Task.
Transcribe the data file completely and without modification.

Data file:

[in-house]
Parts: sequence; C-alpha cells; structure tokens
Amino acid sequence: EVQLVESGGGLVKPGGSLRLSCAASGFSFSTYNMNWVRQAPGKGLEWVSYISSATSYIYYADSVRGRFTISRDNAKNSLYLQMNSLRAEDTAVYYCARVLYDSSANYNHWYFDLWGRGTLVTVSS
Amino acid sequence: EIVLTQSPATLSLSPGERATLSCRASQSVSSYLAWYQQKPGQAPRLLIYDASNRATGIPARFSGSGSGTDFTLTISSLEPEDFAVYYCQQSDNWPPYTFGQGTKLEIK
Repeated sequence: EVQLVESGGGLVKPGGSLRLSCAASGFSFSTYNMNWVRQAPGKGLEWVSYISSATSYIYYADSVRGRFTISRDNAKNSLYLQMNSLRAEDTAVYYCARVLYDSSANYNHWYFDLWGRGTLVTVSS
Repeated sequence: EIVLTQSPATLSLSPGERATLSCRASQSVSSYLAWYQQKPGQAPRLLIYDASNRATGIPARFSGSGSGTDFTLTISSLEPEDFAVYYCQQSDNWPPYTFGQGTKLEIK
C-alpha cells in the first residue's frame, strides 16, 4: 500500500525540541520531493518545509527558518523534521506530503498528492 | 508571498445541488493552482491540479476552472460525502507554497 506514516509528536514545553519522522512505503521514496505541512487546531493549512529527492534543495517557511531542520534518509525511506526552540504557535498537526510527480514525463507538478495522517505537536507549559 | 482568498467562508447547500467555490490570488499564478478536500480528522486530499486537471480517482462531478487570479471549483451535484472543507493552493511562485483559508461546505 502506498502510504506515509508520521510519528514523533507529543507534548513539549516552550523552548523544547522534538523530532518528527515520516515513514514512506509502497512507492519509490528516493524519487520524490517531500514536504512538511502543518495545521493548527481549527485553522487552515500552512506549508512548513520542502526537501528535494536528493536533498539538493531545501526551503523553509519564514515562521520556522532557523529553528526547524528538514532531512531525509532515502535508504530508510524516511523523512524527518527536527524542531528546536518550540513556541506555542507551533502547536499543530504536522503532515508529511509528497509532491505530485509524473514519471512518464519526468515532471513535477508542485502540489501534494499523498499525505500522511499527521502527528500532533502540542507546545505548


[in-house]
Parts: sequence; C-alpha cells; structure tokens
Amino acid sequence: EVQLVESGGGLVKPGGSLRLSCAASGFSFSTYNMNWVRQAPGKGLEWVSYISSATSYIYYADSVRGRFTISRDNAKNSLYLQMNSLRAEDTAVYYCARVLYDSSANYNHWYFDLWGRGTLVTVSS
Amino acid sequence: EIVLTQSPATLSLSPGERATLSCRASQSVSSYLAWYQQKPGQAPRLLIYDASNRATGIPARFSGSGSGTDFTLTISSLEPEDFAVYYCQQSDNWPPYTFGQGTKLEIK
Repeated sequence: EVQLVESGGGLVKPGGSLRLSCAASGFSFSTYNMNWVRQAPGKGLEWVSYISSATSYIYYADSVRGRFTISRDNAKNSLYLQMNSLRAEDTAVYYCARVLYDSSANYNHWYFDLWGRGTLVTVSS
Repeated sequence: EIVLTQSPATLSLSPGERATLSCRASQSVSSYLAWYQQKPGQAPRLLIYDASNRATGIPARFSGSGSGTDFTLTISSLEPEDFAVYYCQQSDNWPPYTFGQGTKLEIK
C-alpha cells in the first residue's frame, strides 16, 4: 500500500525540541520531493518545509527558518523534521506530503498528492 | 508571498445541488493552482491540479476552472460525502507554497 506514516509528536514545553519522522512505503521514496505541512487546531493549512529527492534543495517557511531542520534518509525511506526552540504557535498537526510527480514525463507538478495522517505537536507549559 | 482568498467562508447547500467555490490570488499564478478536500480528522486530499486537471480517482462531478487570479471549483451535484472543507493552493511562485483559508461546505 502506498502510504506515509508520521510519528514523533507529543507534548513539549516552550523552548523544547522534538523530532518528527515520516515513514514512506509502497512507492519509490528516493524519487520524490517531500514536504512538511502543518495545521493548527481549527485553522487552515500552512506549508512548513520542502526537501528535494536528493536533498539538493531545501526551503523553509519564514515562521520556522532557523529553528526547524528538514532531512531525509532515502535508504530508510524516511523523512524527518527536527524542531528546536518550540513556541506555542507551533502547536499543530504536522503532515508529511509528497509532491505530485509524473514519471512518464519526468515532471513535477508542485502540489501534494499523498499525505500522511499527521502527528500532533502540542507546545505548